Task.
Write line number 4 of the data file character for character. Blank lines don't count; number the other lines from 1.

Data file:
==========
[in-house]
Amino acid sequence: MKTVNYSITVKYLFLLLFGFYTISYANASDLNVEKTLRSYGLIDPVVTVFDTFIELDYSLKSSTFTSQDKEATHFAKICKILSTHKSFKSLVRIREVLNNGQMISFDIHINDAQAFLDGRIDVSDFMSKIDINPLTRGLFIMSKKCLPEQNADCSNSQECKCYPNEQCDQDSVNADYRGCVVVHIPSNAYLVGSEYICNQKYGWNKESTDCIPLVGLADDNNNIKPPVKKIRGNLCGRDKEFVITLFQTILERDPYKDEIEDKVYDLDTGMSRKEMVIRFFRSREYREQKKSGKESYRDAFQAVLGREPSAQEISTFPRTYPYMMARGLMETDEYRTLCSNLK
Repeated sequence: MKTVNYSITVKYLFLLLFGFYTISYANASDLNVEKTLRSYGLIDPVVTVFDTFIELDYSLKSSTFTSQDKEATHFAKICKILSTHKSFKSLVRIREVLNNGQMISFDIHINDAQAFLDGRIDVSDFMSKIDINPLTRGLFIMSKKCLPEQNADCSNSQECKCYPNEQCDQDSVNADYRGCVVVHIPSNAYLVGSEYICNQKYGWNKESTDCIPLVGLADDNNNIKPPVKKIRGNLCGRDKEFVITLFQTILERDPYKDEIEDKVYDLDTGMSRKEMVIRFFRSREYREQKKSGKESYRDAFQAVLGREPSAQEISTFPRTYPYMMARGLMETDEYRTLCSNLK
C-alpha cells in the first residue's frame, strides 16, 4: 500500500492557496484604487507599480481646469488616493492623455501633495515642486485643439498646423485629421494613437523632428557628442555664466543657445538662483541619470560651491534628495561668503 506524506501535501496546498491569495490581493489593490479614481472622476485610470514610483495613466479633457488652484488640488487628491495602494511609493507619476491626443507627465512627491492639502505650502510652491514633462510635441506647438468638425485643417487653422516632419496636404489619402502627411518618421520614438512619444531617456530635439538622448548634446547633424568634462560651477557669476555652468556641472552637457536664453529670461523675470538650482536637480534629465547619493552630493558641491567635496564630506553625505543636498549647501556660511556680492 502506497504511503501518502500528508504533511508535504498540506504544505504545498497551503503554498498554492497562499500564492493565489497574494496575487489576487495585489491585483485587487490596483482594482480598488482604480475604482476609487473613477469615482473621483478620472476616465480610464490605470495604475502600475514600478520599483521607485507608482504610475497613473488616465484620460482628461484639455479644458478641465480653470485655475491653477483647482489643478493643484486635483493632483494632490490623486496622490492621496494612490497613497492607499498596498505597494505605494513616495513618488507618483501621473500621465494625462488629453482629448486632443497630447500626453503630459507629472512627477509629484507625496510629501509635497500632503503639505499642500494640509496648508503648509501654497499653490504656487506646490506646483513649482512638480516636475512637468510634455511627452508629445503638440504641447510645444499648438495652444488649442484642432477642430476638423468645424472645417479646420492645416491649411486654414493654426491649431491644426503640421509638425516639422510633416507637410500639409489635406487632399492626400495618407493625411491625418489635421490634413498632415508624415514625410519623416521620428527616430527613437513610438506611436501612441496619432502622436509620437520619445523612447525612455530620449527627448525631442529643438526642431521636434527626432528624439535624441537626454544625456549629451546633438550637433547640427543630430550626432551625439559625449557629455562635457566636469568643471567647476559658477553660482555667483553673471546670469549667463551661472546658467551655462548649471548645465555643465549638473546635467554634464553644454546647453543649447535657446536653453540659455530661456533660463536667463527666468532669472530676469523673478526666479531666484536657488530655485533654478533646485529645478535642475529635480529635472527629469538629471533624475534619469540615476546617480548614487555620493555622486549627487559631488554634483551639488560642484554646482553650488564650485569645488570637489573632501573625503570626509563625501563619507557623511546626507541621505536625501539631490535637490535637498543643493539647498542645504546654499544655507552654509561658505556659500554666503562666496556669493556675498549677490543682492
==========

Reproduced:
C-alpha cells in the first residue's frame, strides 16, 4: 500500500492557496484604487507599480481646469488616493492623455501633495515642486485643439498646423485629421494613437523632428557628442555664466543657445538662483541619470560651491534628495561668503 506524506501535501496546498491569495490581493489593490479614481472622476485610470514610483495613466479633457488652484488640488487628491495602494511609493507619476491626443507627465512627491492639502505650502510652491514633462510635441506647438468638425485643417487653422516632419496636404489619402502627411518618421520614438512619444531617456530635439538622448548634446547633424568634462560651477557669476555652468556641472552637457536664453529670461523675470538650482536637480534629465547619493552630493558641491567635496564630506553625505543636498549647501556660511556680492 502506497504511503501518502500528508504533511508535504498540506504544505504545498497551503503554498498554492497562499500564492493565489497574494496575487489576487495585489491585483485587487490596483482594482480598488482604480475604482476609487473613477469615482473621483478620472476616465480610464490605470495604475502600475514600478520599483521607485507608482504610475497613473488616465484620460482628461484639455479644458478641465480653470485655475491653477483647482489643478493643484486635483493632483494632490490623486496622490492621496494612490497613497492607499498596498505597494505605494513616495513618488507618483501621473500621465494625462488629453482629448486632443497630447500626453503630459507629472512627477509629484507625496510629501509635497500632503503639505499642500494640509496648508503648509501654497499653490504656487506646490506646483513649482512638480516636475512637468510634455511627452508629445503638440504641447510645444499648438495652444488649442484642432477642430476638423468645424472645417479646420492645416491649411486654414493654426491649431491644426503640421509638425516639422510633416507637410500639409489635406487632399492626400495618407493625411491625418489635421490634413498632415508624415514625410519623416521620428527616430527613437513610438506611436501612441496619432502622436509620437520619445523612447525612455530620449527627448525631442529643438526642431521636434527626432528624439535624441537626454544625456549629451546633438550637433547640427543630430550626432551625439559625449557629455562635457566636469568643471567647476559658477553660482555667483553673471546670469549667463551661472546658467551655462548649471548645465555643465549638473546635467554634464553644454546647453543649447535657446536653453540659455530661456533660463536667463527666468532669472530676469523673478526666479531666484536657488530655485533654478533646485529645478535642475529635480529635472527629469538629471533624475534619469540615476546617480548614487555620493555622486549627487559631488554634483551639488560642484554646482553650488564650485569645488570637489573632501573625503570626509563625501563619507557623511546626507541621505536625501539631490535637490535637498543643493539647498542645504546654499544655507552654509561658505556659500554666503562666496556669493556675498549677490543682492